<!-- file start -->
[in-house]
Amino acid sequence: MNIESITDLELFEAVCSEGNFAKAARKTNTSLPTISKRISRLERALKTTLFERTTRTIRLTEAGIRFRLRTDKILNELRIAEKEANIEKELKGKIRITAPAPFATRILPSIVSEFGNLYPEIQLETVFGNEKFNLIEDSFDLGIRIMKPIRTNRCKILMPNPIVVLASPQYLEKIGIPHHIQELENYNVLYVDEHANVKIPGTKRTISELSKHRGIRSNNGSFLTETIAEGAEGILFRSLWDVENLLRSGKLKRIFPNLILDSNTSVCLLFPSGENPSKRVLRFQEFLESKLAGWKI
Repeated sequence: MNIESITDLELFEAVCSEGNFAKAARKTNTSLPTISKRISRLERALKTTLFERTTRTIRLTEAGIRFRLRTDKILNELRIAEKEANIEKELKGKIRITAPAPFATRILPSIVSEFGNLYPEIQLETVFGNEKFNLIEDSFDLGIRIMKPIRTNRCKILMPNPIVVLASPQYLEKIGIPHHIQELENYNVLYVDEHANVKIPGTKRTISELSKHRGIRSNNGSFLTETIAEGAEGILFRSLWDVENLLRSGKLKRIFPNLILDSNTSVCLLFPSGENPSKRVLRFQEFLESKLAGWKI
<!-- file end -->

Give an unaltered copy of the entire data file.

[in-house]
Amino acid sequence: MNIESITDLELFEAVCSEGNFAKAARKTNTSLPTISKRISRLERALKTTLFERTTRTIRLTEAGIRFRLRTDKILNELRIAEKEANIEKELKGKIRITAPAPFATRILPSIVSEFGNLYPEIQLETVFGNEKFNLIEDSFDLGIRIMKPIRTNRCKILMPNPIVVLASPQYLEKIGIPHHIQELENYNVLYVDEHANVKIPGTKRTISELSKHRGIRSNNGSFLTETIAEGAEGILFRSLWDVENLLRSGKLKRIFPNLILDSNTSVCLLFPSGENPSKRVLRFQEFLESKLAGWKI
Repeated sequence: MNIESITDLELFEAVCSEGNFAKAARKTNTSLPTISKRISRLERALKTTLFERTTRTIRLTEAGIRFRLRTDKILNELRIAEKEANIEKELKGKIRITAPAPFATRILPSIVSEFGNLYPEIQLETVFGNEKFNLIEDSFDLGIRIMKPIRTNRCKILMPNPIVVLASPQYLEKIGIPHHIQELENYNVLYVDEHANVKIPGTKRTISELSKHRGIRSNNGSFLTETIAEGAEGILFRSLWDVENLLRSGKLKRIFPNLILDSNTSVCLLFPSGENPSKRVLRFQEFLESKLAGWKI